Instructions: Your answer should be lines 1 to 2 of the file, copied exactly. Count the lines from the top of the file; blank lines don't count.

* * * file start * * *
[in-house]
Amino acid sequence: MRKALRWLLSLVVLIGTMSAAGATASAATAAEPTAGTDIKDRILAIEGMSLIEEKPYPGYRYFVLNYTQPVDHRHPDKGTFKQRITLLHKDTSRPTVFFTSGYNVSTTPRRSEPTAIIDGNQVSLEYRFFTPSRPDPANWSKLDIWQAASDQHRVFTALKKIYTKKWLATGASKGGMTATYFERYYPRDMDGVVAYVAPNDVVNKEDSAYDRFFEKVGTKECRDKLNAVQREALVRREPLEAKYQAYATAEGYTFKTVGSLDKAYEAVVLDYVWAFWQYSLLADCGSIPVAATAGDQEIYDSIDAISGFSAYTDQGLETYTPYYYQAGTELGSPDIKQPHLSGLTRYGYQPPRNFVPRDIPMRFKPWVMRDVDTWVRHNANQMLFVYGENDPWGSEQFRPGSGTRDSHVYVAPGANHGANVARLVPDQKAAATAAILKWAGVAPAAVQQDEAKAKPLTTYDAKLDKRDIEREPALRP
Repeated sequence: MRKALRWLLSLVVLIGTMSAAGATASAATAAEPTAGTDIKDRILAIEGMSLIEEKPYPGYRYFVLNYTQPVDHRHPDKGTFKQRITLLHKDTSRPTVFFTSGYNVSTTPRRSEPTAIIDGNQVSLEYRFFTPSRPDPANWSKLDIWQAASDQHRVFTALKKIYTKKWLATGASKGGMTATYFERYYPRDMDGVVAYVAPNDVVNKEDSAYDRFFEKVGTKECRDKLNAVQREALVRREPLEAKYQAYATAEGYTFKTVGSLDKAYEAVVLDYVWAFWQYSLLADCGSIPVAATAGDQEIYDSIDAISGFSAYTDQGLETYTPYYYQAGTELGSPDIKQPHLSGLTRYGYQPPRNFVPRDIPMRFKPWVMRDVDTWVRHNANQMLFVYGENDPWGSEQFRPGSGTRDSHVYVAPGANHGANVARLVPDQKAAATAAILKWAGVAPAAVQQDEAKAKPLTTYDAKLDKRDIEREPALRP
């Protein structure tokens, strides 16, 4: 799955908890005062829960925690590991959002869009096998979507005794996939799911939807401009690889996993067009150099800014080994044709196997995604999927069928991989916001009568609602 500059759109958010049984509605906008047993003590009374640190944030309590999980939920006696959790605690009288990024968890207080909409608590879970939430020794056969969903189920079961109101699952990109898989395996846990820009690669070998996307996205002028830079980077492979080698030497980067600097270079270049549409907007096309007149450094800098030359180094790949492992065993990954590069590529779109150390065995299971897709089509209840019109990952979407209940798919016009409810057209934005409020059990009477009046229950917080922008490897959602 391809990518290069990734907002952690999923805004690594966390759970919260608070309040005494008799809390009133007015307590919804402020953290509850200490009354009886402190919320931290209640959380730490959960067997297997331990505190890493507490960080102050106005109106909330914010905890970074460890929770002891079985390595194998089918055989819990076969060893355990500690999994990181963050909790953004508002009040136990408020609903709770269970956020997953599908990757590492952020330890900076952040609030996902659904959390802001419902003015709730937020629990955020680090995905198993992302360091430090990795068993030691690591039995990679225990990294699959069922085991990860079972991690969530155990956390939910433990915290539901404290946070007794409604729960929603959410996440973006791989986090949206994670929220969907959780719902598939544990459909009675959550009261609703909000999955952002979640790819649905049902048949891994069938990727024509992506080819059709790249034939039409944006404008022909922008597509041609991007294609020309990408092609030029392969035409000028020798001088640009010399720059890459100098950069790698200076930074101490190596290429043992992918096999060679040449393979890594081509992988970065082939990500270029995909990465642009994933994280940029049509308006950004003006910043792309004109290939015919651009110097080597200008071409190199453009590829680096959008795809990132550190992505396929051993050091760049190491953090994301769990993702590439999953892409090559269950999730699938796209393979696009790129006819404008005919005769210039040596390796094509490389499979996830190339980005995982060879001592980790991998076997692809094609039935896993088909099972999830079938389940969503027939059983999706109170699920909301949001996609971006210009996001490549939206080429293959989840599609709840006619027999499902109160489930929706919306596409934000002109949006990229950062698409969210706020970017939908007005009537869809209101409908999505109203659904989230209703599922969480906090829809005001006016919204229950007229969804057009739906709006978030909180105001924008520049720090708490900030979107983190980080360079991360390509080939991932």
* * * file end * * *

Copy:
[in-house]
Amino acid sequence: MRKALRWLLSLVVLIGTMSAAGATASAATAAEPTAGTDIKDRILAIEGMSLIEEKPYPGYRYFVLNYTQPVDHRHPDKGTFKQRITLLHKDTSRPTVFFTSGYNVSTTPRRSEPTAIIDGNQVSLEYRFFTPSRPDPANWSKLDIWQAASDQHRVFTALKKIYTKKWLATGASKGGMTATYFERYYPRDMDGVVAYVAPNDVVNKEDSAYDRFFEKVGTKECRDKLNAVQREALVRREPLEAKYQAYATAEGYTFKTVGSLDKAYEAVVLDYVWAFWQYSLLADCGSIPVAATAGDQEIYDSIDAISGFSAYTDQGLETYTPYYYQAGTELGSPDIKQPHLSGLTRYGYQPPRNFVPRDIPMRFKPWVMRDVDTWVRHNANQMLFVYGENDPWGSEQFRPGSGTRDSHVYVAPGANHGANVARLVPDQKAAATAAILKWAGVAPAAVQQDEAKAKPLTTYDAKLDKRDIEREPALRP